Recently ProPublica and This American Life (TAL) released the results of an investigation into acetaminophen, the active ingredient in Tylenol. TAL devoted an entire episode to the issue, and ProPublica has published several stories on acetaminophen’s toxicity, how it can cause harm, and how it is regulated.
The investigation summarizes the key “Takeaways” as follows:
- 150 Americans die per year from accidental acetaminophen overdoses
- The safety margin (safe dose vs. toxic dose) with acetaminophen is small
- Both the FDA and the manufacturer, McNeil, have known about the toxicity for years
- For over 30 years the FDA has failed to implement measures to reduce the risk of harms it knew existed
- The manufacturer has taken steps to protect consumers but has also opposed other safety measures
While Tylenol is a single brand out of hundreds of prescription and non-prescription products that contain acetaminophen as an active ingredient, it is the brand most closely associated with the chemical. Amazingly for a drug that has no patent and lots of competition, Tylenol products are estimated to make up half of all non-prescription acetaminophen sales in the US, a testament to the power and effectiveness of marketing. (It’s also a clear refutation to alt-med arguments that unpatented products can’t be profitable, or aren’t of interest to the pharmaceutical industry.) While much of the focus of the investigation centers on the corporate behavior of Tylenol’s manufacturer, McNeil, (a division of Johnson & Johnson), it is important to keep in mind that no single company is responsible for acetaminophen sales and marketing. (more…)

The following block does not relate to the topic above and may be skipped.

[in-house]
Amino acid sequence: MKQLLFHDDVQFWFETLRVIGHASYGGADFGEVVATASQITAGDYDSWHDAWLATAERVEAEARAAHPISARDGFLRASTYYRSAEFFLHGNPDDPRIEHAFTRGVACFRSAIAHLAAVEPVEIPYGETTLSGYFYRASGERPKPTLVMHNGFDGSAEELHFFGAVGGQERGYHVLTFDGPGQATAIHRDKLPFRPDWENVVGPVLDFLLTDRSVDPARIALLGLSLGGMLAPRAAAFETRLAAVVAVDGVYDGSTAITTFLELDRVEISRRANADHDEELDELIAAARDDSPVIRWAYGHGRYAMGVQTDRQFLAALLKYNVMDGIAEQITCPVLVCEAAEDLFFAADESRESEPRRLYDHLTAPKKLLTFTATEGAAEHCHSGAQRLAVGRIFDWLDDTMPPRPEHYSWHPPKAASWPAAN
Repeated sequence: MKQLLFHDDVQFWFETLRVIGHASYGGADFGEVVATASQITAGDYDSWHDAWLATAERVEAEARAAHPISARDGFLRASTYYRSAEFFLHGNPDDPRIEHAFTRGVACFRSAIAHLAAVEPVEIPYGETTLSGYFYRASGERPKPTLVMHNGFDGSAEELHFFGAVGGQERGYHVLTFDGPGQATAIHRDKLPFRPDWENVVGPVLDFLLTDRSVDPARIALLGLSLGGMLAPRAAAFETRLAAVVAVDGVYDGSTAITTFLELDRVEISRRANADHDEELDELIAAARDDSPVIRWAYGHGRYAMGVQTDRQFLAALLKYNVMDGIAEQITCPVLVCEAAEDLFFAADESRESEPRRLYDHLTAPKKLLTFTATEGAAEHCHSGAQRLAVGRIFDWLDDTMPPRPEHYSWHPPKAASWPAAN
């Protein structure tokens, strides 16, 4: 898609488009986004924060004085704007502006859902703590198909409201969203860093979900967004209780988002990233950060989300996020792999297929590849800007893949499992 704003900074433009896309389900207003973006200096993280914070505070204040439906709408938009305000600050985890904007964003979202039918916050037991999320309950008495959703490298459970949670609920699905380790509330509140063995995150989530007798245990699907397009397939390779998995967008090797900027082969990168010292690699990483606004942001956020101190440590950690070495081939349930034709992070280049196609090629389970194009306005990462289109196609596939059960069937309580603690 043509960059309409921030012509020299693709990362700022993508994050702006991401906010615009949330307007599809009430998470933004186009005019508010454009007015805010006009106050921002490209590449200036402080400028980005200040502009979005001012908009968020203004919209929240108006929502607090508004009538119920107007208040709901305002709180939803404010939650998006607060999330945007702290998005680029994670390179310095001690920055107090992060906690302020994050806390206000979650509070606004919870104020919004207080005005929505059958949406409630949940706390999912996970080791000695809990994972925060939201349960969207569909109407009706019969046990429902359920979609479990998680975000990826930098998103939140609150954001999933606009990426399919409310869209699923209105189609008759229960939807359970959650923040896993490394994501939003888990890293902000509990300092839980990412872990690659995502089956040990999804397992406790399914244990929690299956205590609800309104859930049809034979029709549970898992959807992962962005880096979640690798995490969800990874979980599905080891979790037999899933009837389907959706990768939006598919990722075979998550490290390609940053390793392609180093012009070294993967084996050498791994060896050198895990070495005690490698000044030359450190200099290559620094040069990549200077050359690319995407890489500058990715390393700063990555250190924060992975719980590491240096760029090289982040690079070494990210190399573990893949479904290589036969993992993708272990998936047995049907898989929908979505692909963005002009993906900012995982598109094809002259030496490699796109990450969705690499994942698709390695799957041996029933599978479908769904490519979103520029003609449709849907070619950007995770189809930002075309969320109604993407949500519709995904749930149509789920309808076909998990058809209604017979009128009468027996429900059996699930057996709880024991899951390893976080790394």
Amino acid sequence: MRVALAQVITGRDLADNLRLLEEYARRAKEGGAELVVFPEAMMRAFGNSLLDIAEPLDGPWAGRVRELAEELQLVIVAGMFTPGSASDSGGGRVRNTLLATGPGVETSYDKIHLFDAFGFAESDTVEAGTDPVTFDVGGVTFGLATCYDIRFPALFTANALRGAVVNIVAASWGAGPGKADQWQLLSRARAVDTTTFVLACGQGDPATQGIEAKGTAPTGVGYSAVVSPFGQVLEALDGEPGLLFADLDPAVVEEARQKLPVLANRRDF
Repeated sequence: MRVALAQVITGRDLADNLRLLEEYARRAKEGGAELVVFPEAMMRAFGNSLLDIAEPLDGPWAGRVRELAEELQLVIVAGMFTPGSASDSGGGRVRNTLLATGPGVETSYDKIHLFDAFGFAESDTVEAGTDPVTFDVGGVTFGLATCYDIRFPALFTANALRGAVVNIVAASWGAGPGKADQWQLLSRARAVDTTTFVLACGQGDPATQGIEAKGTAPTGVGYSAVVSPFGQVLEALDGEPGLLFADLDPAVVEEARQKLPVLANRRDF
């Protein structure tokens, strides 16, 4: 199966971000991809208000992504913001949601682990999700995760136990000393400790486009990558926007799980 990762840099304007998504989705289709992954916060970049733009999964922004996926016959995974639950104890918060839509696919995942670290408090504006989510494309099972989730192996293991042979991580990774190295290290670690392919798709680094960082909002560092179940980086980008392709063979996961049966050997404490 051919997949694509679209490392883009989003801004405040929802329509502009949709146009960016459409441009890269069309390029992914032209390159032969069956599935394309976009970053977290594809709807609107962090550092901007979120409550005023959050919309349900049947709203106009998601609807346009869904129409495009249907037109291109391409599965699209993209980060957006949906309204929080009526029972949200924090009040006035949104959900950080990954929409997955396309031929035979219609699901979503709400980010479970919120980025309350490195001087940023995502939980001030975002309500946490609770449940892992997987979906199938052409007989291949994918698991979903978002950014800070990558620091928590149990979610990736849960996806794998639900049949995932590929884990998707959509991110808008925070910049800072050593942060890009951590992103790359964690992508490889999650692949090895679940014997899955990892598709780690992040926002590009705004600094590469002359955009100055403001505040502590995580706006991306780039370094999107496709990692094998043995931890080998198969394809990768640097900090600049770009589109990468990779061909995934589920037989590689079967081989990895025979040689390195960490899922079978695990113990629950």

I’m sure I’m not the only health professional that bites their tongue whenever a patient starts a question with “I heard on Dr. Oz that…” More often than not, I have expectations to realign, and some assumptions to correct. I could easily devote all my posts to simply correcting information presented on the Dr. Oz show. But given I’m blogging here biweekly, and Dr. Oz has a daily television show, I’ll never be able to catch up. So while my first choice in topics isn’t to add a post to our extensive Dr. Oz archives, I often end up, like many other health professionals, needing to respond to his shows shortly after they air.